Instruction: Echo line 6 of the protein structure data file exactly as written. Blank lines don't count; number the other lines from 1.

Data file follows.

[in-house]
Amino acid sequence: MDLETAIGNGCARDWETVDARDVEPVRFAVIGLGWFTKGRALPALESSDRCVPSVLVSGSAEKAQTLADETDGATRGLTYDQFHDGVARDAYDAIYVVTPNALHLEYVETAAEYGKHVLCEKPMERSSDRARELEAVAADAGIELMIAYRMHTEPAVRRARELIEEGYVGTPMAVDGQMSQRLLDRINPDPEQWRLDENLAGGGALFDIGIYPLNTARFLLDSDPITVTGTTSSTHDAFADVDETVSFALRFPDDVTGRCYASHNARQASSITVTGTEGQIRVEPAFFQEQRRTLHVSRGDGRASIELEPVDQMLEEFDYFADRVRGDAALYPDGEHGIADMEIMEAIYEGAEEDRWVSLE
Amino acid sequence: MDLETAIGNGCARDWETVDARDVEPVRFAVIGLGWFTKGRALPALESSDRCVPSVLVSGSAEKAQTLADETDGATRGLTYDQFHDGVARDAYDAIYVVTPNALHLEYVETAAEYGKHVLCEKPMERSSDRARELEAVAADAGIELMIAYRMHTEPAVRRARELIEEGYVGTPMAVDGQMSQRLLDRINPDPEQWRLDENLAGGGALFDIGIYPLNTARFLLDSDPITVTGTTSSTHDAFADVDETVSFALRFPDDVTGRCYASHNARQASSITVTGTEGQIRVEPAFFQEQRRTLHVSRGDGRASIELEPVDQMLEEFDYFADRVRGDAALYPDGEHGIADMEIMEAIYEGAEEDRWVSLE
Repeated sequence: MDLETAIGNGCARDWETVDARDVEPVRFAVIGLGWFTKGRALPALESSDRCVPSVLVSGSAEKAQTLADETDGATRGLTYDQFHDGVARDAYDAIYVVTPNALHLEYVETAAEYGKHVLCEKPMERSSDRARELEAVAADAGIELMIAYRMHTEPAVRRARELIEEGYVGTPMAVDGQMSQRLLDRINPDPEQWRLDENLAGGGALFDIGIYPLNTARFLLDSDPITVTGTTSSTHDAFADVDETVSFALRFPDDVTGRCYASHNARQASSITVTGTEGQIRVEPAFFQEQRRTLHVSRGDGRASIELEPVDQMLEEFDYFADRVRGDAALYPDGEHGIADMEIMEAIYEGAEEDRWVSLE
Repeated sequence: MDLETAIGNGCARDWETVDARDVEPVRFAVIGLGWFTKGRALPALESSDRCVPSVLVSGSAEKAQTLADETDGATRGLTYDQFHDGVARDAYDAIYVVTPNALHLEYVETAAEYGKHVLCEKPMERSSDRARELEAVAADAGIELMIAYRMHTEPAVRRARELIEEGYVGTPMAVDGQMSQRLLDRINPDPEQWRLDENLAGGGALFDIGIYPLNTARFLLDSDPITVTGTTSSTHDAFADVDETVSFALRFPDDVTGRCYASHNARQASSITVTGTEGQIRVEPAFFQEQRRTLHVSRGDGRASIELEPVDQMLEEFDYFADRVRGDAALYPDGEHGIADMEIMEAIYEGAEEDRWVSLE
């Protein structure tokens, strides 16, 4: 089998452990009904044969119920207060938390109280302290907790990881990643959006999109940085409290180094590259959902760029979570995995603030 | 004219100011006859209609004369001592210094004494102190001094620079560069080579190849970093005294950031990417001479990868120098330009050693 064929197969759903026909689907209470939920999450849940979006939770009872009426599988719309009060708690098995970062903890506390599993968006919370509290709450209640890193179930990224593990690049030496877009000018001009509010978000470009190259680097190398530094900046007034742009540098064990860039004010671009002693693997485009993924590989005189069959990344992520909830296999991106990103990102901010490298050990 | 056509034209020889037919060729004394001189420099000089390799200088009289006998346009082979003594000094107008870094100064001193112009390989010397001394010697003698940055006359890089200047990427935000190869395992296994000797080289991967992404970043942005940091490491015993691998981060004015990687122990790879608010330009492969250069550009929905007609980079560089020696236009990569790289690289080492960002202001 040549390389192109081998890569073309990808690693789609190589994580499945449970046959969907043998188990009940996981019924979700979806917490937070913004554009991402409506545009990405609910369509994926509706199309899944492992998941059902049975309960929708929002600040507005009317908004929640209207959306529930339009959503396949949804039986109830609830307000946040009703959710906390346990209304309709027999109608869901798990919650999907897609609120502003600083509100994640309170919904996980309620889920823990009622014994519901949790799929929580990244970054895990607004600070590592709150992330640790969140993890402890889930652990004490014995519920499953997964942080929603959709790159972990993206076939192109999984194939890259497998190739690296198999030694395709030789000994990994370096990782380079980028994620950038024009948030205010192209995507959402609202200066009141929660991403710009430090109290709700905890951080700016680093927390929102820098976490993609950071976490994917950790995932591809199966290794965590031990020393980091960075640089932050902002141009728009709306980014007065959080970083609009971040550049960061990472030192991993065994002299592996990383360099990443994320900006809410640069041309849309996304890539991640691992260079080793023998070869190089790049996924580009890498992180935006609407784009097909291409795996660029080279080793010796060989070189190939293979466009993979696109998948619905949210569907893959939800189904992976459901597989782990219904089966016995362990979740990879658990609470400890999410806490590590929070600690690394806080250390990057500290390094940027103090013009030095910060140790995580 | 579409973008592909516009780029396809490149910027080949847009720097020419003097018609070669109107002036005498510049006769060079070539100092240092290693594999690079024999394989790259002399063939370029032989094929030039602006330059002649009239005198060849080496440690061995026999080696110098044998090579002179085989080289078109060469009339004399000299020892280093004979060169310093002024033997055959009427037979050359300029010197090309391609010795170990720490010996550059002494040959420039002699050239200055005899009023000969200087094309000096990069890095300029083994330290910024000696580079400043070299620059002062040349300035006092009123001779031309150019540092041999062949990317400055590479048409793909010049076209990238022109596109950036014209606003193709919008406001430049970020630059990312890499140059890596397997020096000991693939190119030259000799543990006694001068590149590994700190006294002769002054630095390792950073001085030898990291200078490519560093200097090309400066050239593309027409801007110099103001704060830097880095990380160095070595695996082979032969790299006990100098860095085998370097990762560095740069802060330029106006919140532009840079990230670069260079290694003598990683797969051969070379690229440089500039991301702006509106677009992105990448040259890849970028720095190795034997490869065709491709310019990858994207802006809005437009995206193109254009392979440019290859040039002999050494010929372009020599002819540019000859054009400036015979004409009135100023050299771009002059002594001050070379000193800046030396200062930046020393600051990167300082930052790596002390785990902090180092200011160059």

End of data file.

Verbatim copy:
């Protein structure tokens, strides 16, 4: 089998452990009904044969119920207060938390109280302290907790990881990643959006999109940085409290180094590259959902760029979570995995603030 | 004219100011006859209609004369001592210094004494102190001094620079560069080579190849970093005294950031990417001479990868120098330009050693 064929197969759903026909689907209470939920999450849940979006939770009872009426599988719309009060708690098995970062903890506390599993968006919370509290709450209640890193179930990224593990690049030496877009000018001009509010978000470009190259680097190398530094900046007034742009540098064990860039004010671009002693693997485009993924590989005189069959990344992520909830296999991106990103990102901010490298050990 | 056509034209020889037919060729004394001189420099000089390799200088009289006998346009082979003594000094107008870094100064001193112009390989010397001394010697003698940055006359890089200047990427935000190869395992296994000797080289991967992404970043942005940091490491015993691998981060004015990687122990790879608010330009492969250069550009929905007609980079560089020696236009990569790289690289080492960002202001 040549390389192109081998890569073309990808690693789609190589994580499945449970046959969907043998188990009940996981019924979700979806917490937070913004554009991402409506545009990405609910369509994926509706199309899944492992998941059902049975309960929708929002600040507005009317908004929640209207959306529930339009959503396949949804039986109830609830307000946040009703959710906390346990209304309709027999109608869901798990919650999907897609609120502003600083509100994640309170919904996980309620889920823990009622014994519901949790799929929580990244970054895990607004600070590592709150992330640790969140993890402890889930652990004490014995519920499953997964942080929603959709790159972990993206076939192109999984194939890259497998190739690296198999030694395709030789000994990994370096990782380079980028994620950038024009948030205010192209995507959402609202200066009141929660991403710009430090109290709700905890951080700016680093927390929102820098976490993609950071976490994917950790995932591809199966290794965590031990020393980091960075640089932050902002141009728009709306980014007065959080970083609009971040550049960061990472030192991993065994002299592996990383360099990443994320900006809410640069041309849309996304890539991640691992260079080793023998070869190089790049996924580009890498992180935006609407784009097909291409795996660029080279080793010796060989070189190939293979466009993979696109998948619905949210569907893959939800189904992976459901597989782990219904089966016995362990979740990879658990609470400890999410806490590590929070600690690394806080250390990057500290390094940027103090013009030095910060140790995580 | 579409973008592909516009780029396809490149910027080949847009720097020419003097018609070669109107002036005498510049006769060079070539100092240092290693594999690079024999394989790259002399063939370029032989094929030039602006330059002649009239005198060849080496440690061995026999080696110098044998090579002179085989080289078109060469009339004399000299020892280093004979060169310093002024033997055959009427037979050359300029010197090309391609010795170990720490010996550059002494040959420039002699050239200055005899009023000969200087094309000096990069890095300029083994330290910024000696580079400043070299620059002062040349300035006092009123001779031309150019540092041999062949990317400055590479048409793909010049076209990238022109596109950036014209606003193709919008406001430049970020630059990312890499140059890596397997020096000991693939190119030259000799543990006694001068590149590994700190006294002769002054630095390792950073001085030898990291200078490519560093200097090309400066050239593309027409801007110099103001704060830097880095990380160095070595695996082979032969790299006990100098860095085998370097990762560095740069802060330029106006919140532009840079990230670069260079290694003598990683797969051969070379690229440089500039991301702006509106677009992105990448040259890849970028720095190795034997490869065709491709310019990858994207802006809005437009995206193109254009392979440019290859040039002999050494010929372009020599002819540019000859054009400036015979004409009135100023050299771009002059002594001050070379000193800046030396200062930046020393600051990167300082930052790596002390785990902090180092200011160059």